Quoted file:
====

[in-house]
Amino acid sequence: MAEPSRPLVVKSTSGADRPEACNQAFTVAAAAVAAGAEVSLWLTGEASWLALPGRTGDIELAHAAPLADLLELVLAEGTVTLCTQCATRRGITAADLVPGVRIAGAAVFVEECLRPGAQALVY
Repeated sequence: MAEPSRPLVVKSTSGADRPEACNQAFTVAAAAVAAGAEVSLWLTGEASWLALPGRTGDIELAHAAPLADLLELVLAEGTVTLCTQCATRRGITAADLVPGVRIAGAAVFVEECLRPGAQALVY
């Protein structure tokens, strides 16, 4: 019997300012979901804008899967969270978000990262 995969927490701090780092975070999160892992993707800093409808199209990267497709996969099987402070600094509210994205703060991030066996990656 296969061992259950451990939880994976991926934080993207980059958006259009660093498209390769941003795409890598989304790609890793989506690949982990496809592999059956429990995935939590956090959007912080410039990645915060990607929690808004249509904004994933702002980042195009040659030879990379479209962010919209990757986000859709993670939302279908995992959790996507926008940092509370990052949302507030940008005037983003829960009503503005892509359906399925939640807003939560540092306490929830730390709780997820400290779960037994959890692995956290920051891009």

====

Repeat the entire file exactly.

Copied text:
[in-house]
Amino acid sequence: MAEPSRPLVVKSTSGADRPEACNQAFTVAAAAVAAGAEVSLWLTGEASWLALPGRTGDIELAHAAPLADLLELVLAEGTVTLCTQCATRRGITAADLVPGVRIAGAAVFVEECLRPGAQALVY
Repeated sequence: MAEPSRPLVVKSTSGADRPEACNQAFTVAAAAVAAGAEVSLWLTGEASWLALPGRTGDIELAHAAPLADLLELVLAEGTVTLCTQCATRRGITAADLVPGVRIAGAAVFVEECLRPGAQALVY
């Protein structure tokens, strides 16, 4: 019997300012979901804008899967969270978000990262 995969927490701090780092975070999160892992993707800093409808199209990267497709996969099987402070600094509210994205703060991030066996990656 296969061992259950451990939880994976991926934080993207980059958006259009660093498209390769941003795409890598989304790609890793989506690949982990496809592999059956429990995935939590956090959007912080410039990645915060990607929690808004249509904004994933702002980042195009040659030879990379479209962010919209990757986000859709993670939302279908995992959790996507926008940092509370990052949302507030940008005037983003829960009503503005892509359906399925939640807003939560540092306490929830730390709780997820400290779960037994959890692995956290920051891009």